There are many kinds of computer and non-computer technologies currently in use in traditional classrooms. Among these are:

  • Computer in the Classroom: Having a computer in the classroom is an asset to any teacher. With a computer in the classroom, teachers are able to demonstrate a new lesson, present new material, illustrate how to use new programs, and show new websites.[15]
  • Class Website: What better way to display your student's work, than to create a web page designed just for your class. Once a web page is designed, teachers can post homework assignments, student work, famous quotes, trivia games, and so much more. In current day society, children know how to use the computer and navigate their way through a website, so why not give them one where they can be a published author. Just be careful as most districts maintain strong policies to manage official websites for a school or classroom.
  • Class Blogs and Wikis: These are some of a variety of Web 2.0 tools that are currently being implemented in the classroom. Blogs allow for students to maintain a running dialogue, like a journal, of thoughts, ideas, and assignments that also provide for student comment and reiterative reflection. Wikis are more group focused to allow multiple members of the group to edit a single document and create a truly collaborative and carefully edited finished product.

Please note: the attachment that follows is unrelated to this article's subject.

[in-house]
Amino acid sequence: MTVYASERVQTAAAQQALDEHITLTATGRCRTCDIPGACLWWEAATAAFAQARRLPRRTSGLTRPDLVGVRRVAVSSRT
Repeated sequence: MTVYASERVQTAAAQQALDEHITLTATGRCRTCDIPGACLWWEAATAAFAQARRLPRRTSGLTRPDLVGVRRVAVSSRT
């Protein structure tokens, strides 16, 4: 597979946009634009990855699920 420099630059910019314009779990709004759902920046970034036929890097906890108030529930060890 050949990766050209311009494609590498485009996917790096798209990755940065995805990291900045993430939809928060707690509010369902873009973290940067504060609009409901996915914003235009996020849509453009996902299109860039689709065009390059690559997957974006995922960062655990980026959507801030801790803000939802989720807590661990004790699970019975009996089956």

• Wireless Classroom Microphones: Noisy classrooms are a daily occurrence, and with the help of microphones, students are able to hear their teachers clearer. Children learn better when they hear the teacher clearly. The benefit for teachers is that they no longer lose their voices at the end of the day.